“At my previous University, Rutgers, the State University of New Jersey, we introduced students to the RWJ website and The National Association of County Health Officials (NACCHO) toolbox which provides online learning modules in public health issues from a social determinants lens. At Northern Illinois School of Nursing, we’re developing academic/clinical partnerships that provide students the opportunity to learn about community health needs and how the social determinants of health influence health outcomes. We also have students experience interdisciplinary case studies with public health, occupational therapy, physical therapy and nutritional science ,” said Dr. Susan Caplan, PhD, MSN, APRN-BC, FAAN, Chair at the Northern Illinois University School of Nursing.
Dr. Tiffany Greer, PhD, MSN, RN, Director of Nursing Programs at Olivet Nazarene University said that her university program opts for an all-encompassing approach.
“We try to thread these concepts through the curriculum, not just in the Community Health course. We also focus on discussing these concepts with students in clinical settings, not just in the classroom. This includes having students follow a case manager, social worker, and/or home health nurse so they can see what patients have to face going home from acute care and why it is difficult for them to maintain their health.”
At Illinois State University, nursing faculty are working together with community organizations to build a new model of healthcare, with the goal of elevating nurses to work at the top of their license while impacting patient care outside of the hospital.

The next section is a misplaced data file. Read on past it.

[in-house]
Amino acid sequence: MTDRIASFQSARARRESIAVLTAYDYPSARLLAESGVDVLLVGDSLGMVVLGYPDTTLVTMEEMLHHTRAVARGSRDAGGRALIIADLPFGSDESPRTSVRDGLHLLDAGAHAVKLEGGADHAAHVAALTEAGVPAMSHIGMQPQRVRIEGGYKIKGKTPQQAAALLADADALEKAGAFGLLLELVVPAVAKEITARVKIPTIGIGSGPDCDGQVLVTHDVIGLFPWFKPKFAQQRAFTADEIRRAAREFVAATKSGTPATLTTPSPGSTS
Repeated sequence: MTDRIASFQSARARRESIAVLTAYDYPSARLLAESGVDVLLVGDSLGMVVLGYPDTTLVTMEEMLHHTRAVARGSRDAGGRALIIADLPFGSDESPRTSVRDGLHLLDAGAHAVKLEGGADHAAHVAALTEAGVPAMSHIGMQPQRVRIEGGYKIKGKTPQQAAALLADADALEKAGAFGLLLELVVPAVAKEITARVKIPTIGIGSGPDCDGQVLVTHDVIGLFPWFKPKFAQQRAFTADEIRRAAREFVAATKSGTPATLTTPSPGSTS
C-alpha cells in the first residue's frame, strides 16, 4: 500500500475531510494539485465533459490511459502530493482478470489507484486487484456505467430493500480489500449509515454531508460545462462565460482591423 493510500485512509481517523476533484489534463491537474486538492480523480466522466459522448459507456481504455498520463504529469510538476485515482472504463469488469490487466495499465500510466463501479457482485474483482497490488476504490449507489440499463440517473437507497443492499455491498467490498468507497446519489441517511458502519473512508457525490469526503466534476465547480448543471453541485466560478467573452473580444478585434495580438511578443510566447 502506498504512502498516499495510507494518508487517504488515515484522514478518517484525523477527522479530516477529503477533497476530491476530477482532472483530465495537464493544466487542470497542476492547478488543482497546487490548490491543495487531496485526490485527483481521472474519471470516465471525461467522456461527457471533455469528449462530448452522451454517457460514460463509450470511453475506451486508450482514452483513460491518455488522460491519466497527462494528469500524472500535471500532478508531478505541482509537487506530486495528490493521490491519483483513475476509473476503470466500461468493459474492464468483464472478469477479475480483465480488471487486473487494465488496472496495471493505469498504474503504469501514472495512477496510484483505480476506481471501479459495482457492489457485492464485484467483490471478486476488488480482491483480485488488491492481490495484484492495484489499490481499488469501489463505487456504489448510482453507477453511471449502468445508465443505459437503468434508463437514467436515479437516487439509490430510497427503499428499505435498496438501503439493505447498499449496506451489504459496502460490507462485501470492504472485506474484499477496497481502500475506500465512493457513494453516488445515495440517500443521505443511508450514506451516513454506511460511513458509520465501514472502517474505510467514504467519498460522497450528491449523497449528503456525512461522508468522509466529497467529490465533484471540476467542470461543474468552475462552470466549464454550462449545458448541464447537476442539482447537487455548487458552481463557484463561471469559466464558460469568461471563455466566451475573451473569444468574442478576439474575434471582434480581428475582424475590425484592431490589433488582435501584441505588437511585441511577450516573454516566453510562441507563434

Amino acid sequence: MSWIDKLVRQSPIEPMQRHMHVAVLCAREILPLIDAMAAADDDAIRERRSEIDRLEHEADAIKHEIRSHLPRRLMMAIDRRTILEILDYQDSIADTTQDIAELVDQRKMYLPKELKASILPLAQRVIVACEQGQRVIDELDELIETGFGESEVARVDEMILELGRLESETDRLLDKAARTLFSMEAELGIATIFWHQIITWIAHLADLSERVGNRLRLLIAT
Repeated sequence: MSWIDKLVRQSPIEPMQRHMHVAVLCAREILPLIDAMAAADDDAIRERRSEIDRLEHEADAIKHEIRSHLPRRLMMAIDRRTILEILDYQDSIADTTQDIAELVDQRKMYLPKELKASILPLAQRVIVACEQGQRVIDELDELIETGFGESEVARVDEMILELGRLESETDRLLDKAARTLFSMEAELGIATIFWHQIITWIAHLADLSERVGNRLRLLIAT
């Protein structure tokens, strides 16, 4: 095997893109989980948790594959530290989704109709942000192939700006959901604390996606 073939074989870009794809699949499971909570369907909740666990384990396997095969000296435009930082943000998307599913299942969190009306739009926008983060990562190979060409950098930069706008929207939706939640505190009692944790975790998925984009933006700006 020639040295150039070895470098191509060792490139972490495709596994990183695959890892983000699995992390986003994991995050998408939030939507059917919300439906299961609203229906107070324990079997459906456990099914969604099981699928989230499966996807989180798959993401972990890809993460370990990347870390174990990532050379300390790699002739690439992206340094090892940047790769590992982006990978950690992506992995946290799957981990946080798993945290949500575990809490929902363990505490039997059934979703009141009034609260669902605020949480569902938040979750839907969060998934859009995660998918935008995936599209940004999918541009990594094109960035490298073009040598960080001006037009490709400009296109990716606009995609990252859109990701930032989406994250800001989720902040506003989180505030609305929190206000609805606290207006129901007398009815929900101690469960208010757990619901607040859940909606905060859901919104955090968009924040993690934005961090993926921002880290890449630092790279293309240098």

“Our CAUSE initiative aims to increase the number of nurses working in primary care and prevent hospital readmission. Under the model, nurses work at the center of a coordinated care team that includes professionals from a variety of disciplines, including social work, nutrition, audiology, exercise science and others. Collectively, the team works to manage chronic illness, mental health, and substance issues,” explains Dr. Judy Neubrander, EdD, FNP-BC, Dean of Mennonite College of Nursing at Illinois State University.
While all of these are important ways to address the negative effects of social determinants of health, alone, they do not go far enough. In order to implement a health in all policies approach, nurses, as the largest and most trusted profession in healthcare, need to be active in their communities to advocate for this change. Fortunately, many Illinois universities are leading this charge.
“Our college shares information regarding legislative issues, reaches out to all political offices, and supports state and local nursing organizations that are critical in the political arena,” Dr. Ferguson explains.
Dr. Greer added, “Olivet encourages nurses to interact with policy-makers to learn how they can affect change.”
“It is obvious to all of us that healthcare is changing. Nurses must come to the table and help lead that change. Nursing has the answers to many of today’s healthcare challenges,” explains Dr. Neubrander.
Overall, it is through this cultural shift that nurses–in Illinois and elsewhere–will be a catalyst for ensuring that people’s health needs are being addressed in all aspects of life.